The Darién Gap: migrant route of last resort

Jan 18, 2022
“Deep in the jungle [of the Darién Gap], robbery, rape and human trafficking are as dangerous as wild animals, insects and a lack of clean water,” Jean Gough, UNICEF director for Latin America and the Caribbean.

The Darién Gap is a roadless, lawless stretch of mountainous rainforest straddling Colombia and Panama. For centuries, it’s held the reputation of being virtually uncrossable, by locals and well-equipped visitors alike.
 
Yet in 2021, nearly 100,000 migrants – mostly from Haiti, Cuba and Venezuela – bargained their lives to cross the Darién Gap on foot. More than 19,000 were children. Dozens of people of all ages perished along the way.
 
Many of those who emerge from the jungle say they wish they’d never entered. What they experienced, what they witnessed, will haunt them for the rest of their lives. So why even attempt the journey?
 
Because the Darién Gap is the only overland route out of South America. The migrants who cross it are desperately poor. Some have been subjected to political persecution. They’re yearning for brighter futures in the United States, Mexico or Canada. Walking north offers the best chance of crossing borders either undetected or with permission, as opposed to landing in a plane or docking in a boat.
 
This article explores what makes the Darién Gap so dangerous. We’ll look at who crosses it and why. We’ll explain why the number of travellers increased in late 2021. And we’ll explore what happens when people reach the other side.

A map shows the Darién Gap as the isthmus connecting Colombia and Panama.
Map: Voice of America News

A lush, green, hell
 
The trek across the Darién Gap is 97 kilometers long and can take more than a week to complete. Migrants have no choice but to travel on foot. This is the only break in the Pan-American highway which stretches for some 30,000 kilometres, from Argentina to Alaska.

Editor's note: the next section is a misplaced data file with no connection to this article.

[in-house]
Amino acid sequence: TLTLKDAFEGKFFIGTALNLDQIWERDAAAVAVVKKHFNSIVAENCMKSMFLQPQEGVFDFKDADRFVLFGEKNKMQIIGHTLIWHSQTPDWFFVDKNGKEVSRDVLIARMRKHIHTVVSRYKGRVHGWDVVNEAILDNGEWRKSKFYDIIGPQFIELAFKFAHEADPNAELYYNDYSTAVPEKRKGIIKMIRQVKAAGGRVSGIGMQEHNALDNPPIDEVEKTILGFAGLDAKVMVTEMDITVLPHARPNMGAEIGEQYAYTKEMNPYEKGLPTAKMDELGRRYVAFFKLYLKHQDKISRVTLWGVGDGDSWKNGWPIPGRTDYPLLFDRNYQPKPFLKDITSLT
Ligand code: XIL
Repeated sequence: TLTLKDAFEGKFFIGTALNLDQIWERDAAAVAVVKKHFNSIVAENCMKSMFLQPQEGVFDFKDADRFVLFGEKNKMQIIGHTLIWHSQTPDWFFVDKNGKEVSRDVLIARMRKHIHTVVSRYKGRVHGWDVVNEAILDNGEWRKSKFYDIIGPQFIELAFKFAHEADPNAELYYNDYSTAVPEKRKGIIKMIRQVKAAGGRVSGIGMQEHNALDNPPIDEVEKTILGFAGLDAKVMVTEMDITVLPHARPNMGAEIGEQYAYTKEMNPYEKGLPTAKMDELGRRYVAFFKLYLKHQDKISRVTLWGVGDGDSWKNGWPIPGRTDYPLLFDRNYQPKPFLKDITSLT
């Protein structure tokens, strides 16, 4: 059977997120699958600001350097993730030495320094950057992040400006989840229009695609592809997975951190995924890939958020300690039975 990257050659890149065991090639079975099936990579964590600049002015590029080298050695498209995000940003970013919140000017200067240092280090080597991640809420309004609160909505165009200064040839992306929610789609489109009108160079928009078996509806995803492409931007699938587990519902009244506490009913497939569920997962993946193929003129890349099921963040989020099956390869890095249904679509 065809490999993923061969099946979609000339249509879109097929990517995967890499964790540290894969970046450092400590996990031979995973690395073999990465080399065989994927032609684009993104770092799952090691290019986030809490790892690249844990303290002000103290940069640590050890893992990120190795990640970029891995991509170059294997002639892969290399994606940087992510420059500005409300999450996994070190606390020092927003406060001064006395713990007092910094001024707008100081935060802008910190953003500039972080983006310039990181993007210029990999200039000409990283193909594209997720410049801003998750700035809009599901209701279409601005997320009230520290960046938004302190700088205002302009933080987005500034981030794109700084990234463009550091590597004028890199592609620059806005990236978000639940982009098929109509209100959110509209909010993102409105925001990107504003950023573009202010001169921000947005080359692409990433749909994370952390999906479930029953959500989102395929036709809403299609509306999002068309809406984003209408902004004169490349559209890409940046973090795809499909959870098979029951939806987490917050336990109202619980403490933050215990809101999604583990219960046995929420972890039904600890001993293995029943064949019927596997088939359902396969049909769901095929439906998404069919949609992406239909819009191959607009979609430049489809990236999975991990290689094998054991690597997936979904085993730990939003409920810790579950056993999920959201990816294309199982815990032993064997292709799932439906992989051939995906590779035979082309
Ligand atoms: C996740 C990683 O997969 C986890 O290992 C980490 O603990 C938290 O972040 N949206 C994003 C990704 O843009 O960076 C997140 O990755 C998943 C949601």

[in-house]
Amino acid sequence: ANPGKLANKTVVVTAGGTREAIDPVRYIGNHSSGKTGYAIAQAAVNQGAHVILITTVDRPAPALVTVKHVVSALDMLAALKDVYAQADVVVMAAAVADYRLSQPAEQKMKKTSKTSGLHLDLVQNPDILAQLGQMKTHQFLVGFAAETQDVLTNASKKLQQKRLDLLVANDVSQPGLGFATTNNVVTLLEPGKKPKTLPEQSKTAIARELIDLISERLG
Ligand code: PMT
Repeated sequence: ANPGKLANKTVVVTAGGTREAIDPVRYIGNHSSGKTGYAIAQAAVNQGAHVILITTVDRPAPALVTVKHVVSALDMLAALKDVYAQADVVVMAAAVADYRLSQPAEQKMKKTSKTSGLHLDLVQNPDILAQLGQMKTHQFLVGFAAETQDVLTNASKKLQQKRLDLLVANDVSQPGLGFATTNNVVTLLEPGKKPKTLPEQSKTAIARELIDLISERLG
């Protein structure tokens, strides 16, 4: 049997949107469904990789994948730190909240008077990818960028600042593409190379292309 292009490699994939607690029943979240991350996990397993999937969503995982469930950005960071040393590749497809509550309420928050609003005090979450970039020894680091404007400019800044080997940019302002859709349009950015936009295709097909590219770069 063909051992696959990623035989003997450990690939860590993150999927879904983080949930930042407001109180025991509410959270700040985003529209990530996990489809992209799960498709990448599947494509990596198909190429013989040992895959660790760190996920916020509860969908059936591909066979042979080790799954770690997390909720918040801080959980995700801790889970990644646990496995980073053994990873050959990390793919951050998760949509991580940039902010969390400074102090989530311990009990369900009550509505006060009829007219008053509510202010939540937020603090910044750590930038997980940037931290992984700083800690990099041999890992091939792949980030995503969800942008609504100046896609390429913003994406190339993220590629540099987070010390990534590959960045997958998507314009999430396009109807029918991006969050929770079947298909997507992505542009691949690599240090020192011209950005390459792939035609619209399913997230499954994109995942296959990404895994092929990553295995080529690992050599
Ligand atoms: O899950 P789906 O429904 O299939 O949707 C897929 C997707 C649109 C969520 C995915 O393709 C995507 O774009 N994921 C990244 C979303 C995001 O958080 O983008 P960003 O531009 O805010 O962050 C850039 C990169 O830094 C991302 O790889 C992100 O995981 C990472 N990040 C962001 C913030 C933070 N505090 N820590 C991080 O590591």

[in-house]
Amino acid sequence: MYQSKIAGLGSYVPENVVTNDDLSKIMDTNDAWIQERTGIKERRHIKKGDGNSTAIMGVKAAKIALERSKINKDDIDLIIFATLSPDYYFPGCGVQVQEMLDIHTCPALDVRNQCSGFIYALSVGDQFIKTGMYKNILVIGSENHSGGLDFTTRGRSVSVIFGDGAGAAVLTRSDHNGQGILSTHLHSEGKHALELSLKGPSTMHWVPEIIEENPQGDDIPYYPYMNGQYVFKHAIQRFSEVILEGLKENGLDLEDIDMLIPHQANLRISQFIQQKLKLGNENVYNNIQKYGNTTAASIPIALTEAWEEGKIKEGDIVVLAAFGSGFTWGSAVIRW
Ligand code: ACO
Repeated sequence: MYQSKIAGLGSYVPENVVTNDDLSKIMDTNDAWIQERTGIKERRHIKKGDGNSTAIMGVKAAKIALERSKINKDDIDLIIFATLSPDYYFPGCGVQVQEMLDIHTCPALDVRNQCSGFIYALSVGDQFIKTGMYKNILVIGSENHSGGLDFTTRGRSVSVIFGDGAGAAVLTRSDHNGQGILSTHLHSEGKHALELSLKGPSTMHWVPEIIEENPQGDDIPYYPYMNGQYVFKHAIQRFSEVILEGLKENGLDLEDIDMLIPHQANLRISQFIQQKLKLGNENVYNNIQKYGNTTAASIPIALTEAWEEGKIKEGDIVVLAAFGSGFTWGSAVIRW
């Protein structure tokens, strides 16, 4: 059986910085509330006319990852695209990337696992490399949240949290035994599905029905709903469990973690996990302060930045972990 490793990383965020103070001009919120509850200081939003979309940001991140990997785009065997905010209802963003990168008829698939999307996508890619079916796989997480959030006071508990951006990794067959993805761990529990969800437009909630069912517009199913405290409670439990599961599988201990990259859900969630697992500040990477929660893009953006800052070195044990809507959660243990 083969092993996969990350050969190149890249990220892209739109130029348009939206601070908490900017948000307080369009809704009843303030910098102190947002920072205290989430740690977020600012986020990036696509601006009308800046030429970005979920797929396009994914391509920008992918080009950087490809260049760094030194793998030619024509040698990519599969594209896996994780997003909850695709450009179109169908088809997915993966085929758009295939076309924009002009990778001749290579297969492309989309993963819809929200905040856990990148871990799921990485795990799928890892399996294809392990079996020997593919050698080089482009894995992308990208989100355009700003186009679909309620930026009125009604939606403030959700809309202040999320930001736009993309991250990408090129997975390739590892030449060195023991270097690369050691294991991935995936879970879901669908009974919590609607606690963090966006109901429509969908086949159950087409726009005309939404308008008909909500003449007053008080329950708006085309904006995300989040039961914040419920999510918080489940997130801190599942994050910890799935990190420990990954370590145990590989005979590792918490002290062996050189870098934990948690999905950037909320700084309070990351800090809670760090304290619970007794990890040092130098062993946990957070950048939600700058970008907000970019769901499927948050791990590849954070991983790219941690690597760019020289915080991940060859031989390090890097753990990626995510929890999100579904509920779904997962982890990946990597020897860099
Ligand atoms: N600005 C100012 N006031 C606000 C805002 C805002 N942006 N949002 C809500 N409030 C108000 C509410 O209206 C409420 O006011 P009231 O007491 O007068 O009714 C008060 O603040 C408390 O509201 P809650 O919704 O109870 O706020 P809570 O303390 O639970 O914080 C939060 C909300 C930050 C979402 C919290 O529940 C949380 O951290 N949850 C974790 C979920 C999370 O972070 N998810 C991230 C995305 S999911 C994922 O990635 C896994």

There are no plans to build a road here. Mountains, swamps and dense jungle make the landscape too hostile for infrastructure. Instead, the area hides paramilitary forces, gangs and drug traffickers. The Darién Gap also hosts some 575,000 hectares of UNESCO-protected national park.
 
Most migrants enter the gap with no instructions, no map. To cross, they must ford powerful rivers and pull themselves – and often their children – up steep, mountainous terrain.
 
This is one of the wettest regions of the world and deep mud is everywhere. Plus, the jungle is disorienting; it’s easy to walk in circles. Some people can afford to pay guides or ‘coyotes’ to lead them. But these guides can be human traffickers posing as sympathetic protectors.
 
Death in the Darién Gap
 
Without a road, policing the deepest regions of the Darién Gap is nearly impossible. The region is crawling with paramilitary groups and criminal gangs. They are ready to pick off migrants along the way. Violence, extortion and rape are common threats for the migrants. So is death from snake bites, exposure and drowning.

A man carries a preschool-aged girl with one arm, water in the other, and supplies on his back. He is walking through a deep, muddy trench in the jungle.
Darién Gap travelers face unthinkable decisions as people battle just to finish. A few days in, exhausted trekkers might unload essentials like food, water and tents, so they can carry their children. Photo: John Moore, Getty Images
 
The injured or elderly are among those at greatest risk. Something as simple as a twisted ankle can mean the end. Even able-bodied adults struggle to finish this journey, battling dehydration, hunger and injuries of their own.
 
Heartbreak is rife in the Darién Gap. Helping carry another adult – even as a group – is unthinkable, given the terrain people negotiate and the hunger and dehydration they experience. Even if that person is someone’s wife, sister or father.

One step in an odyssey
 
For many migrants, the Darién Gap is the latest challenge in a years-long quest for safety and opportunity. Some even fly across the Atlantic, to enter Central America via the gap on foot.

Haitian migrants and the Darién Gap

But most migrants negotiating the Darién Gap hail from Haiti. Many have been living in South American countries for years.

Following the 2010 earthquake which devastated their homeland, tens of thousands of Haitians tried to build new lives in Chile and Brazil. Hurricane Matthew in 2016, combined with rampant gang activity and state-sanctioned violence, sent many thousands more fleeing Haiti.

A family in Haiti stands in the rubble of their devastated home on a hillside.
In 2016, Hurricane Matthew pummeled regions of Haiti, destroying tens of thousands of houses. Many of the Haitian families who fled to Brazil and Chile at that time are now crossing the Darién Gap. Photo: Santiago Mosquera

Between 2010 and 2017, an estimated 85,000 Haitians arrived in Brazil. The country welcomed them, promising construction jobs in advance of the 2014 World Cup and 2016 Summer Olympics.